President Barack Obama addresses the nation in a live televised speech from the East Room of the White House in Washington, Tuesday, Sept. 10, 2013. President Obama blended the threat of military action with the hope of a diplomatic solution as he works to strip Syria of its chemical weapons. (AP Photo/Evan Vucci, Pool)
WASHINGTON (AP) — The White House tried Wednesday to pin the success or failure of a diplomatic option to secure Syria’s chemical weapons on Russia rather than the United States as Secretary of State John Kerry headed for Geneva to work on a Russian proposal for international inspectors to seize and destroy the deadly stockpile.
On a different diplomatic front aimed at taking control of the stockpile away from the Assad government, the five permanent members of the U.N. Security Council met Wednesday at Russia’s U.N. mission to consider goals for a new resolution requiring Syria’s chemical weapons to be dismantled. They left without commenting, but whether a U.N. resolution should be militarily enforceable was already emerging as a point of contention.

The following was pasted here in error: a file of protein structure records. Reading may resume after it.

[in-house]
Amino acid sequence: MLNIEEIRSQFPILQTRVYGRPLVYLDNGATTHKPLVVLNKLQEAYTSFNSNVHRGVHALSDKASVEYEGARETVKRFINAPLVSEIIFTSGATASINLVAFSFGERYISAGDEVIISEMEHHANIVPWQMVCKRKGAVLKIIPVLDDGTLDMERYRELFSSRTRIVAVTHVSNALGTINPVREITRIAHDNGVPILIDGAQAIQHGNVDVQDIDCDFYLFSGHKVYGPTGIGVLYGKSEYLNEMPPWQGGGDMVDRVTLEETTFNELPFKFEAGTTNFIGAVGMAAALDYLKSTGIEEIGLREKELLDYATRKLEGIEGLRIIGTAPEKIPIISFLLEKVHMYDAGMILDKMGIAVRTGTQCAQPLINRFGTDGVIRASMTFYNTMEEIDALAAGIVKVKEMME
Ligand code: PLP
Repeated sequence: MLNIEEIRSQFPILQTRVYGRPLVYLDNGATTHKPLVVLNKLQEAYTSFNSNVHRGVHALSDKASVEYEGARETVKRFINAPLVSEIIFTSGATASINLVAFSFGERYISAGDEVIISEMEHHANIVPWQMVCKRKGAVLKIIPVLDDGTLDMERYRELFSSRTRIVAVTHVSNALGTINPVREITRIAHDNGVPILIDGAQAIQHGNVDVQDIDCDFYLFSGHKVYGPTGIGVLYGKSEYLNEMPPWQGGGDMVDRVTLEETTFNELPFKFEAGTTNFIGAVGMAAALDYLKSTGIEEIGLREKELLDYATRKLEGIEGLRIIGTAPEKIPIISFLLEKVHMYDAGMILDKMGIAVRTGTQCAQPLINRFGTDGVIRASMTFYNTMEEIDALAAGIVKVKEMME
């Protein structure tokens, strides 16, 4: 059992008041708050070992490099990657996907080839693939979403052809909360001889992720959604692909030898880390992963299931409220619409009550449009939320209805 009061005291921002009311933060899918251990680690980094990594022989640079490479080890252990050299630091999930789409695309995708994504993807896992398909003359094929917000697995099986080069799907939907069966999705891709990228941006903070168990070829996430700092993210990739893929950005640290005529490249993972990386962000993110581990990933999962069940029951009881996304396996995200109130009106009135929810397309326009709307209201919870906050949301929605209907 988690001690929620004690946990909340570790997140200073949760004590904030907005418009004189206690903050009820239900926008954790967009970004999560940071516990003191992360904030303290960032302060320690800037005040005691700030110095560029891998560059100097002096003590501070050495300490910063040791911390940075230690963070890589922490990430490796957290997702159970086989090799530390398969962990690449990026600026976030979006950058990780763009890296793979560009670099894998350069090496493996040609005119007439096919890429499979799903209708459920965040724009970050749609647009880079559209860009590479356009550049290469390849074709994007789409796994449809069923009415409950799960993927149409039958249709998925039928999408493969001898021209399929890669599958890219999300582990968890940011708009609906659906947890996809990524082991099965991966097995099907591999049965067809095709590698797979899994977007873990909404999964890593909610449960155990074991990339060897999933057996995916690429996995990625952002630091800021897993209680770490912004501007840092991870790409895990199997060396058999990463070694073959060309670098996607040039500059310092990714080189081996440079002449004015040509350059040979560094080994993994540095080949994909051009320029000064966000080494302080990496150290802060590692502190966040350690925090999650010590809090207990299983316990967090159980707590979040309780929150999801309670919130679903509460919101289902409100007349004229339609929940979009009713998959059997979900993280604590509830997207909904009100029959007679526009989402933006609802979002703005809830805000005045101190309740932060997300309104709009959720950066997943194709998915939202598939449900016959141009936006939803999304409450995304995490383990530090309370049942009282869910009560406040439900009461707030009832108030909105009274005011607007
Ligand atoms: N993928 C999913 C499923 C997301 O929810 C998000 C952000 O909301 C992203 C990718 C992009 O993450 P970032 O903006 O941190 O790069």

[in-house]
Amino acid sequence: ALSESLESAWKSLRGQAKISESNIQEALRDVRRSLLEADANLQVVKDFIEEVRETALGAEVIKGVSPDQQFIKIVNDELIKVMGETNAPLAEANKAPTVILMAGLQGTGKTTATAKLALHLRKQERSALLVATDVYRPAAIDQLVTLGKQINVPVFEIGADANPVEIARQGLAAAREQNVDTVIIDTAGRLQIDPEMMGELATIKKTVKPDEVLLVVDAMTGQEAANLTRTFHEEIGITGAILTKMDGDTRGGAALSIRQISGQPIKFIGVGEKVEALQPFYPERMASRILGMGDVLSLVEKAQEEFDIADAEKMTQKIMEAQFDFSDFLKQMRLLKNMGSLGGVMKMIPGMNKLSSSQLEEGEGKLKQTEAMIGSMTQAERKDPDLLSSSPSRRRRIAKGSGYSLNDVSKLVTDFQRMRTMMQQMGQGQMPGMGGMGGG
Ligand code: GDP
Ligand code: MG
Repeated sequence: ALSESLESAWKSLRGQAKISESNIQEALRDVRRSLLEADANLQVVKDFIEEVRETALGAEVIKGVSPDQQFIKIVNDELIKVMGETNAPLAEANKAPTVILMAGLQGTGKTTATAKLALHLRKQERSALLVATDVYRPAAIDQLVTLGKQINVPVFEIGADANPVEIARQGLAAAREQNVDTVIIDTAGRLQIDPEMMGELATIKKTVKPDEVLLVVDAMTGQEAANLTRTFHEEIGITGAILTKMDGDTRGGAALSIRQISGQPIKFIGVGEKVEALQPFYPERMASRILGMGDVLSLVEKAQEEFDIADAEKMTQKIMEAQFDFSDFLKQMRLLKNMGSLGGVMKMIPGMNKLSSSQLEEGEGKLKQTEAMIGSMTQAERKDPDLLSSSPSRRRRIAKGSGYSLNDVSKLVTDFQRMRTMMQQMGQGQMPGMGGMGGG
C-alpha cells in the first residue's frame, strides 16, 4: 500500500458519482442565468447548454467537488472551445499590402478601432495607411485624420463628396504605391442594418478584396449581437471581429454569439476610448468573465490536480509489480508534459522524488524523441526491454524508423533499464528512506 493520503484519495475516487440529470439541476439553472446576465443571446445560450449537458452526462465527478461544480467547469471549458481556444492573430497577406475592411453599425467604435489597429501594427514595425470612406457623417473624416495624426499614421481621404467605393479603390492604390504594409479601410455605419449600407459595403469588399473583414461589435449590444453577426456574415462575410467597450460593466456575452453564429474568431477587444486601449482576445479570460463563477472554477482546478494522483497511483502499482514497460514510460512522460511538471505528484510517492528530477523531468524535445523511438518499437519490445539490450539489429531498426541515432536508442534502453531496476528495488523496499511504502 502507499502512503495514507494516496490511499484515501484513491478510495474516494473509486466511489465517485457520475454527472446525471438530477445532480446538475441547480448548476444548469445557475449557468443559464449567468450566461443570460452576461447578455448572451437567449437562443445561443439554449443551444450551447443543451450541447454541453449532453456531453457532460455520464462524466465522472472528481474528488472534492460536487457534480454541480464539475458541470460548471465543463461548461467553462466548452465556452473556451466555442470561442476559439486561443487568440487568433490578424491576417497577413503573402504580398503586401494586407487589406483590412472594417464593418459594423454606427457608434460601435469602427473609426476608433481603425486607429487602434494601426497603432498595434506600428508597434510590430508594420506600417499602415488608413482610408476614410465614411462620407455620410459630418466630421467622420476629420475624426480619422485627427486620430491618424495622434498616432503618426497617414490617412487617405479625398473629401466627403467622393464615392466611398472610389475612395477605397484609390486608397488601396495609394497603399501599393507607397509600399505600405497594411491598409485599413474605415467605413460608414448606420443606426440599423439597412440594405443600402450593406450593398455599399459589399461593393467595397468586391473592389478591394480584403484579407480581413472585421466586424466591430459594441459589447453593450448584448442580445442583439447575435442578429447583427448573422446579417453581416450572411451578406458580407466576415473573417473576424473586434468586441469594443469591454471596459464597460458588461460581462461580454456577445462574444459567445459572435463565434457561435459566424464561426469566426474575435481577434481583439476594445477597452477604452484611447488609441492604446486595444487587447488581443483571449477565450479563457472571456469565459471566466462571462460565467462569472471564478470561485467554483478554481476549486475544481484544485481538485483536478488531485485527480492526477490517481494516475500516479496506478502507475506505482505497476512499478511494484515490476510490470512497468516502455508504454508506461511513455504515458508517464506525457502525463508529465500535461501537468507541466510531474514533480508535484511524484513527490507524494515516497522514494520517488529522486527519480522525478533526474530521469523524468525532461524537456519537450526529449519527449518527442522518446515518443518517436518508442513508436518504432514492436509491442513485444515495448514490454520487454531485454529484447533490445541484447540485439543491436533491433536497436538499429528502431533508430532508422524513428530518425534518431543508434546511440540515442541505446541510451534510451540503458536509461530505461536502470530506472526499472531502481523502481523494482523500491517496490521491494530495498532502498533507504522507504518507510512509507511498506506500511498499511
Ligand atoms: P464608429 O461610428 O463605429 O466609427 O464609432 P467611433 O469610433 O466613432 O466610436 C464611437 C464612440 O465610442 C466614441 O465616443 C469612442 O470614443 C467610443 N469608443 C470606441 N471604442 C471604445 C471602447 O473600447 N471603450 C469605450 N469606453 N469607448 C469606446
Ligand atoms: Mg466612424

Russian President Vladimir Putin, in an opinion piece for The New York Times, called for caution in dealing with Syria, saying that a potential strike by the U.S. would create more victims and could spread the conflict beyond Syria as well as “unleash a new wave of terrorism.”
Rebels who had hoped U.S.-led strikes against the Syrian government would aid their effort expressed disappointment, if not condemnation of the U.S., over President Barack Obama’s decision to pursue diplomacy in the wake of a chemical weapons attack in the Damascus suburbs last month that the U.S. says killed more than 1,400 people.
“We’re on our own,” Mohammad Joud, an opposition fighter in the war-shattered northern city of Aleppo, said via Skype. “I always knew that, but thanks to Obama’s shameful conduct, others are waking Login to read more